What Does a Chief Innovation Officer Do? Maryland's First CIO Explains His Job and His Goals
This post originally appeared on O’Reilly Radar (“Can Maryland’s other “CIO” cultivate innovation in government? “). It’s republished with permission.
When Maryland hired Bryan Sivak last April as the state’s chief innovation officer, the role had yet to be defined in government. After all, like most other states in the union, Maryland had never had a chief innovation officer before.
Sivak told TechPresident on his second day at work that he wanted to define what it means to build a system for innovation in government:
If you can systemize what it means to be innovative, what it means to challenge the status quo without a budget, without a lot of resources, then you’ve created something that can be replicated anywhere.
Months later, Sivak (@BryanSivak ) has been learning — and sharing — as he goes. That doesn’t mean he walked into the role without ideas about how government could be more innovative. Anything but. Sivak’s years in the software industry and his tenure as the District of Columbia’s chief technology officer equipped him with plenty of ideas, along with some recognition as a Gov 2.0 Hero from Govfresh.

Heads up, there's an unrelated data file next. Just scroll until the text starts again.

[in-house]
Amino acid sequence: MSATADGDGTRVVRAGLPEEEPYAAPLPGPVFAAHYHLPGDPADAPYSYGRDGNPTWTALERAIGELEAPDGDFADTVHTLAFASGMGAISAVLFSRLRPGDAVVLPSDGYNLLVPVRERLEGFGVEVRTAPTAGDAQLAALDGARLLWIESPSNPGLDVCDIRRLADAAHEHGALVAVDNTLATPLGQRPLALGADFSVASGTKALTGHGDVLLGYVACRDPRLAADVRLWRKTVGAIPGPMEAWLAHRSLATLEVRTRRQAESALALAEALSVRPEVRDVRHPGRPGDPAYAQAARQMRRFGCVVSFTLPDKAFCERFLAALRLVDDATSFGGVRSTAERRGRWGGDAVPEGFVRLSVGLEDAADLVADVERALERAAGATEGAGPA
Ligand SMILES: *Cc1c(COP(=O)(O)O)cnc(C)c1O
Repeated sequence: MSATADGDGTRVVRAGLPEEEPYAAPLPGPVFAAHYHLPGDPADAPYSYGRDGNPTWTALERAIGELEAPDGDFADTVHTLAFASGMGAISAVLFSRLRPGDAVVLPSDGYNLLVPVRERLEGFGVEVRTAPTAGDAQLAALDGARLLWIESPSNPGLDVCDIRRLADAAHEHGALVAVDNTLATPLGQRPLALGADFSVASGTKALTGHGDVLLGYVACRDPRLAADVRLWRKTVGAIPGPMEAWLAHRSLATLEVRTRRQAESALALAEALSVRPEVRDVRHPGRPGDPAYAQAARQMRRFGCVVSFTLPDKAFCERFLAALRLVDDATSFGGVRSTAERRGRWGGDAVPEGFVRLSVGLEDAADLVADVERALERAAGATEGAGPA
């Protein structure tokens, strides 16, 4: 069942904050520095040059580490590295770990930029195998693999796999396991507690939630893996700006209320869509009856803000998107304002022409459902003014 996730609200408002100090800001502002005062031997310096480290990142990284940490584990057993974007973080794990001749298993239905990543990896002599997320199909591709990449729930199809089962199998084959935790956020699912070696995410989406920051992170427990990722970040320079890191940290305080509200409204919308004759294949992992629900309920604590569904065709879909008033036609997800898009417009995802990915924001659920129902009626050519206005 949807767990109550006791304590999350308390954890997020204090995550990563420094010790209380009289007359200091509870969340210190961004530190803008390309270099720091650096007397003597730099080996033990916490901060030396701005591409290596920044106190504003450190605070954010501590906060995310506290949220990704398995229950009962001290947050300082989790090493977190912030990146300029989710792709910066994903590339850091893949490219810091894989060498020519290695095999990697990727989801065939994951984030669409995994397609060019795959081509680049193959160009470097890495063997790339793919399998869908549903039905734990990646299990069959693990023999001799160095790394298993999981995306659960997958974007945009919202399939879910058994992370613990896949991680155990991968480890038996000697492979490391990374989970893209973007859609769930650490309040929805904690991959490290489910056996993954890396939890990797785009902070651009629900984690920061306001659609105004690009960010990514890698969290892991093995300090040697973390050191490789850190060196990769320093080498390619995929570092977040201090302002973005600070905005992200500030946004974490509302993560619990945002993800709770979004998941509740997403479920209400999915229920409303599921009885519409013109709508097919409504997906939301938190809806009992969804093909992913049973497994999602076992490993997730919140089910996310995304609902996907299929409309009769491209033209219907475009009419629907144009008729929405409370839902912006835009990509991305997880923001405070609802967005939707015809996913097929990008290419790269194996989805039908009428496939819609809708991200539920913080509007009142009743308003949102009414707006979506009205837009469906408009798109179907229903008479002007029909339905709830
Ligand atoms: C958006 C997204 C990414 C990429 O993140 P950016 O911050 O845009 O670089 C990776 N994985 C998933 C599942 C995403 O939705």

Sivak was a genuine change agent during his tenure in DC. As DCist reported, Sivak oversaw the development of several projects while he was in office, like the District’s online service request center and “the incredibly useful TrackDC .”
One of the best ideas that Sivak brought to his new gig was culled directly from the open government movement: using collective intelligence to solve problems.
“My job is to fight against the entrenched status quo,” said Sivak in an interview this winter. “I’m not a subject expert in 99% of issues. The people who do those jobs, live and breathe them, do know what’s happening. There are thousands and thousands of people asking ‘why can’t we do this this way? My job is to find them, help them, get them discovered, and connect them.”
That includes both internal and external efforts, like a pilot partnership with citizens to report downed trees last year.
An experiment with SeeClickFix during Hurricane Irene in August 2011 had a number of positive effects, explained Sivak. “It made emergency management people realize that they needed to look at this stuff,” he said. “Our intention was to get people thinking. The new question is now, ‘How do we figure out how to use it?’ They’re thinking about how to integrate it into their process.”
Gathering ideas for making government work better from the public presents some challenges. For instance, widespread public frustration with the public sector can also make citizensourcing efforts a headache to architect and govern. Sivak suggested trying to get upset citizens involved in addressing the problems they highlight in public comments.Source: www.forbes.com